Group Title: Caribbean today (Miami, Fla.)
Title: Caribbean today
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Permanent Link: http://ufdc.ufl.edu/UF00099285/00003
 Material Information
Title: Caribbean today
Uniform Title: Caribbean today (Miami, Fla.)
Physical Description: v. : ill. ; 38 cm.
Language: English
Publisher: Caribbean Pub. Services
Place of Publication: Miami Fl
Miami Fl
Publication Date: March 2006
Copyright Date: 2010
Frequency: monthly
regular
 Subjects
Subject: Economic conditions -- Periodicals -- Caribbean Area   ( lcsh )
Politics and government -- Periodicals -- Caribbean Area   ( lcsh )
Genre: periodical   ( marcgt )
 Notes
Additional Physical Form: Also available by subscription via the World Wide Web.
Dates or Sequential Designation: Began in 1989.
General Note: Description based on: Vol. 10, no. 3, published in 1999; title from cover.
 Record Information
Bibliographic ID: UF00099285
Volume ID: VID00003
Source Institution: University of Florida
Holding Location: University of Florida
Rights Management: All rights reserved by the source institution and holding location.
Resource Identifier: oclc - 40985415

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VOI. 1 / No. 4


PRESORTED
STANDARD
U.S. POSTAGE
PAID
MIAMI, FL
PERMIT NO. 7315

I: (305) 238-2868
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t ads@bellsouth.net


Haitians went to the polls last
month, and when the results
were finally made public
Rene Pr6val was elected
president of the troubled
Caribbean nation to replace
his mentor Jean-Bertand
Aristide, who had been forced
to flee the country in Feb.
2004, page 7.


Coach Leo Beenhakker took
Trinidad and Tobago's "Soca
Warriors" to South Florida last
month as part of preparations
for their historic berth in this
summer's soccer World Cup in
Germany. The training camp
was intended to identify possi-
ble additions to the squad for
upcoming matches, including
the game's biggest showpiece
tournament, page 24


INSIDE
New s. ..................... 2 Food ...................... 12 Health .................... 21 Region .................... 28
Feature .................... 7 Arts/Entertainment ......... 16 Sport ....................24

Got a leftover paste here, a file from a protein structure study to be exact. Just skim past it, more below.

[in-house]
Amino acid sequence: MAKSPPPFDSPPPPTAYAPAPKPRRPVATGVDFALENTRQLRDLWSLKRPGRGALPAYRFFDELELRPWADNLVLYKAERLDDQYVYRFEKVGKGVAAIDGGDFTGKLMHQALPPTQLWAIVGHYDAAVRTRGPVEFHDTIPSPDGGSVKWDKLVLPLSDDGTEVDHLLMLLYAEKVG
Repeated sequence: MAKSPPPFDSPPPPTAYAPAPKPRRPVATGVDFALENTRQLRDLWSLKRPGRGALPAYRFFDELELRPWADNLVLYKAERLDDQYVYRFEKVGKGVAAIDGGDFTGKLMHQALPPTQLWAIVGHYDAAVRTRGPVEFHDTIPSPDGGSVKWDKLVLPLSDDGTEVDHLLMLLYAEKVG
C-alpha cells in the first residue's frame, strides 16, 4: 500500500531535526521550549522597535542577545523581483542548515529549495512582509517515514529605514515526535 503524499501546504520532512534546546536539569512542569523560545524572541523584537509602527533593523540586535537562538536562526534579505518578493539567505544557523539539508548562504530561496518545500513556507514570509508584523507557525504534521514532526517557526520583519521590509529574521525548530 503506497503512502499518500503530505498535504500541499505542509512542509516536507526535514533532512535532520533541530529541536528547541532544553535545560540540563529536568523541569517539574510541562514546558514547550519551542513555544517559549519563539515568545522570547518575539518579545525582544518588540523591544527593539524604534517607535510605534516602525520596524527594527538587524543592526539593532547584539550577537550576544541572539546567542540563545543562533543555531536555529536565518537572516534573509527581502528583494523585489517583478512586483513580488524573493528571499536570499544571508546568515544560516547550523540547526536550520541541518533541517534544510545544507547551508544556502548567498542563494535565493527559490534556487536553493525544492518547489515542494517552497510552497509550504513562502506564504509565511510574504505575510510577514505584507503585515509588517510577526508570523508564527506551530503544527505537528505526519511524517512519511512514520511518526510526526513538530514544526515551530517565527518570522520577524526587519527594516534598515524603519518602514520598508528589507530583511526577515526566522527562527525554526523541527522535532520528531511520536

Viewpoint.................9 Financial Planning ........19 Transport and Cargo ......25


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GORDON WILLIAMS

T ie day after Portia
Simpson Miller grabbed
hold of the reins of the
People's National Party the
first time in history a woman
had moved to the helm of
Jamaica's ruling party and the
fourth PNP president ever the
streets of the Caribbean nation
appeared generally hushed.
On a bright Sunday morn-
ing, few seemed stung by the
excitement of the events that
had transpired the night
before, which sent the island
nation hurtling towards a new
era in politics, and even fewer
found the election results
worth laboring over.
"Everybody did dun
know Portia did a guh win,"
a man told his friend as the
two talked along Knutsford
Boulevard in Kingston's
uptown business district.
For years popularity polls
had prepared Jamaicans for a
possible win by Simpson Miller,
despite her facing a battery of
three other candidates all
boasting superior academic cre-
dentials and the all-too-familiar
gender quotient, oft repeated
points of debate throughout
the campaign leading up to the
Feb. 25 party election brought
on by the impending retire-
ment of long time PNP
President and Prime Minister
PJ. Patterson.
The margin of her victory,
securing 1,775 of the 3,808
votes cast by PNP delegates,
was hardly surprising either.
Finance Minister Dr. Omar
Davies, who earned 283 votes
from his "Prosperity" cam-
paign; and former Minister Dr.
Karl Blythe (204) had been
viewed by Jamaicans as long
shots to relieve Patterson.
Davies was viewed as aloof
and at times arrogant; Blythe
had long left the PNP Cabinet
tagged to a scandal involving a
government housing agency.
But Dr. Peter Phillips, cur-
rent minister of national secu-
rity, was a different proposi-
tion. He had been viewed by
many political observers,
inside and out of the PNP, as
the one chosen, to succeed
Patterson. Yet his "Solid As A
Rock" campaign, burdened by
Jamaica's spiraling murder
rate which placed the island of
just over 2.6 million dubiously
atop the list of the world's
worst, eventually crumbled to
dust when confronted by
"Team Portia", whose sup-
porters seemed eager to shake
up the old boys club that long
ruled the PNP's and
Jamaica's upper level politics.

UNITY CALL
The 1,538 votes secured
by Dr. Phillips would not be


enough, despite the generous
embrace in victory by
Simpson Miller, coupled with
her outstretched attempts at
reconciliation to unify the
PNP following a testy cam-
paign.
"Now it's time for unity,
and if there are wounds to be
healed, it's time for healing,"
she said in her victory speech
delivered to a wildly cheering
audience.
Simpson had been ush-


CARIBBEAN TODAY


n e wS


to the historic significance
of the .\ inih' a PNP in tran-
sition which would look to
future battles with the main
Opposition Jamaica Labour